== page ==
The drive for nuclear-missile prowess parallels tumultuous shifts among top aides, most of whom rose up the ranks before his father, Kim Jong-il, died nearly four years ago. Most recently, Kim sought to affirm his authority by the execution of Gen. Hyon Yong-chol, minister of the people's armed forces, believed by South Korea's National Intelligence Service to have been executed by anti-aircraft gun after attending a security summit in Moscow.

General Hyon was photographed dozing while Kim was making a speech, but Mr. Cheong at the Sejong Institute says his real offense was to have remarked to North Korean officials with him in Moscow that Kim was "young" and "inefficient in politics." That remark, Cheong surmises, confirmed the view that Hyon represented a hard-line military view in conflict with the political leadership that Kim has emphasized through the ruling Workers' Party.

Public humiliation

Hyon's execution was the latest in a series that included, most dramatically, the public humiliation and then the killing of his uncle-in-law, Jang Song Thaek, in December 2013. Mr. Jang, married to Kim Jong-il's younger sister, Kim Kyong-hui, was often described as "regent," the country's second most powerful man. His downfall indicated Kim's desire to suppress "factionalism" tearing the system apart.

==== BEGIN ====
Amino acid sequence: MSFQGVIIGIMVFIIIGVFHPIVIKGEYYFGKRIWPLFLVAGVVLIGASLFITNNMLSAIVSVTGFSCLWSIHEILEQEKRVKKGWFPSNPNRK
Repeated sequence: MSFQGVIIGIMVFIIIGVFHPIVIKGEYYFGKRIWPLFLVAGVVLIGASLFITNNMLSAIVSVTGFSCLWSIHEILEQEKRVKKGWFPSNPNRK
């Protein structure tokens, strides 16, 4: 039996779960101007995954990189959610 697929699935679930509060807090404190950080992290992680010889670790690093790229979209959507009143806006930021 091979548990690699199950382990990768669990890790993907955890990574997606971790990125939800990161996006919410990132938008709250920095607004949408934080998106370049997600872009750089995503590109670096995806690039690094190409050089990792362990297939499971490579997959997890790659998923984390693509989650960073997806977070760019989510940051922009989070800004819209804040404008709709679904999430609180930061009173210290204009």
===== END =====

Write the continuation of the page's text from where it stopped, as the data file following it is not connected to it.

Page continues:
Mr. Cha, now a professor at Georgetown, sees the spate of missile tests as serving "a political purpose" even if "foremost" they "advance their weapons technology."

Choi Jin-wook, president of the Korea Institute of National Unification, agrees. "He is very serious about nukes and their delivery system," says Mr. Choi. "He thinks it is the most important to his survival. [The] purge is for him to show off his power. He wants to say that I am in charge here by purging his close staffs."

But how does purging dissidents – or mere recalcitrants – relate to nukes and missiles?

In the "politics of terrorism," says Kim Tae-woo, a former senior defense official, now a professor at Dongkuk University, "every military officer and high-ranking party cadre freezes in fear and tries to show maximum loyalty."

Kim may appear "more committed than his father to the whole nuclear program," he says, but actually "is far weaker than his father and grandfather."